The Shwedagon Pagoda (ရွှေတိဂုံစေတီတော်, IPA: [ʃwèdəɡòʊɴ pʰəjá]); Mon: ကျာ် လ္ဂုၚ်, [tɕaɪʔ təkɜ̀ŋ], officially named Shwedagon Zedi Daw ([ʃwèdəɡòʊɴ zèdìdɔ̀]) and also known in English as the Great Dagon Pagoda and the Golden Pagoda, is a gilded pagoda and stupa 99 metres (325 ft) in height that is located in Yangon, Burma. The pagoda lies to the west of Kandawgyi Lake, on Singuttara Hill, thus dominating the skyline of the city.
It is the most sacred Buddhist pagoda for the Burmese with relics of four past Buddhas enshrined within: the staff of Kakusandha, the water filter of Koṇāgamana, a piece of the robe of Kassapa and eight strands of hair from Gautama. Uppatasanti Pagoda is an exact replica of Shwedagon Pagoda in Naypyidaw, the capital of Burma.
According to legend, the Shwedagon Pagoda has existed for more than 2,600 years, making it the oldest historical pagoda in Burma and the World. According to tradition, two merchant brothers, Taphussa and Bhallika, from the land of Ramanya, met the Lord Gautama Buddha during his lifetime and received eight of the Buddha's hairs in 588 BC. The brothers traveled back to their homeland in Burma and, with the help of the local ruler, King Okkalapa of Burma, found Singuttara Hill, where relics of other Buddhas preceding Gautama Buddha had been enshrined.
Diagram showing the various architectural features that comprise the design of the Shwedagon Pagoda
There are four entrances (မုခ္ mouk) to the Paya that lead up a flight of steps to the platform (ရင္ျပင္ yin byin) on Singuttara Hill. The eastern and southern approaches have vendors selling books, good luck charms, Buddha images, candles, gold leaf, incense sticks, prayer flags, streamers, miniature umbrellas and flowers.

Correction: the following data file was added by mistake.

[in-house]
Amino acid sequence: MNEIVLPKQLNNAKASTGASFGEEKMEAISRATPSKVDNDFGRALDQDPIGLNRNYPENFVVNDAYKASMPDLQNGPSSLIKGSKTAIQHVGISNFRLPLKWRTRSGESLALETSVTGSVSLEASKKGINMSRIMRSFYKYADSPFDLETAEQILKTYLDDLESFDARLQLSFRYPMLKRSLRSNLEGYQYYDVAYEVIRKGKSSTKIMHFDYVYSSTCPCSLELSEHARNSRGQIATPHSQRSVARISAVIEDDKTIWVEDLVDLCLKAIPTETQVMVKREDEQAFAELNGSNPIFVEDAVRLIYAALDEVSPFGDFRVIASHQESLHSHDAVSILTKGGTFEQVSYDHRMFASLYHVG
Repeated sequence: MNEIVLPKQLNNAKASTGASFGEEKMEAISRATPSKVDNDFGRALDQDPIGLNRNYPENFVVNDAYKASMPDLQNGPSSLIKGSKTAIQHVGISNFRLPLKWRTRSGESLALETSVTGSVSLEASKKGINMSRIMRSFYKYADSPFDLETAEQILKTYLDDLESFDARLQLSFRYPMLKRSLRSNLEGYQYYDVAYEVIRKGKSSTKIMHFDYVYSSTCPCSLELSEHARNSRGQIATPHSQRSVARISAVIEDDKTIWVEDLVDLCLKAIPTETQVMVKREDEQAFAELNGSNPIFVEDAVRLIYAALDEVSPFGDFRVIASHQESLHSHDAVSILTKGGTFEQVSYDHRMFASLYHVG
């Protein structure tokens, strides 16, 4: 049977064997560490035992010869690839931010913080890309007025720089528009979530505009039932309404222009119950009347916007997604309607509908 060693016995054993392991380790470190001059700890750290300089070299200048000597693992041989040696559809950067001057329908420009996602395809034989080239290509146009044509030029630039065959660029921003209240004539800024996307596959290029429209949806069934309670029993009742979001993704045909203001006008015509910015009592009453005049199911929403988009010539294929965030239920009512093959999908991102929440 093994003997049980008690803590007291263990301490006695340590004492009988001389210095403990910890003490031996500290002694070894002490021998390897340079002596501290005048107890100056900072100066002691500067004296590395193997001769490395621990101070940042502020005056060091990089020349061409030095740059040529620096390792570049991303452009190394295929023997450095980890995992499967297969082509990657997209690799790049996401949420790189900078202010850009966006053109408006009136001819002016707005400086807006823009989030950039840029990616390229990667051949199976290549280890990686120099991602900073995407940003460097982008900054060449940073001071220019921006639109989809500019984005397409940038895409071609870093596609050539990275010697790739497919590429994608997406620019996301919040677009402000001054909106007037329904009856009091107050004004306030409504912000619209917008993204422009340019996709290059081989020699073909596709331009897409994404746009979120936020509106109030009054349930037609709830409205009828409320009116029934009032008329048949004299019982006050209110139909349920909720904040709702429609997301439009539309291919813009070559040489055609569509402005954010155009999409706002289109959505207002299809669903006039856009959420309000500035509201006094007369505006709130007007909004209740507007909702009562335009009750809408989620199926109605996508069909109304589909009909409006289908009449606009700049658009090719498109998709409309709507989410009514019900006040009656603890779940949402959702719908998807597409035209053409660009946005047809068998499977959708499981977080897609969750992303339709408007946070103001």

A pair of giant leogryphs called chinthe (ျခေသၤ့ mythical lions) guard the entrances and the image in the shrine at the top of the steps from the south is that of the second Buddha, Konagamana. The base or plinth of the stupa is made of bricks covered with gold plates. Above the base are terraces (ပစ္စယာ pyissaya) that only monks and men can access. Next is the bell-shaped part (ေခါင္းေလာင္းပံု khaung laung bon) of the stupa.
Above that is the turban (ေဖာင္းရစ္ baung yit), then the inverted almsbowl (သပိတ္ thabeik), inverted and upright lotus petals (ၾကာေမွာက္ၾကာလွန္ kya hmauk kya hlan), the banana bud (ငွက္ေျပာဖူး nga pyaw bu) and then the crown. The crown or umbrella (ထီး hti) is tipped with 5,448 diamonds and 2,317 rubies. Immediately before the diamond bud is a flag-shaped vane (ငွက္ျမတ္နား nga myat na). The very top, the diamond bud (စိန္ဖူး sein bu) is tipped with a 76 carat (15 g) diamond.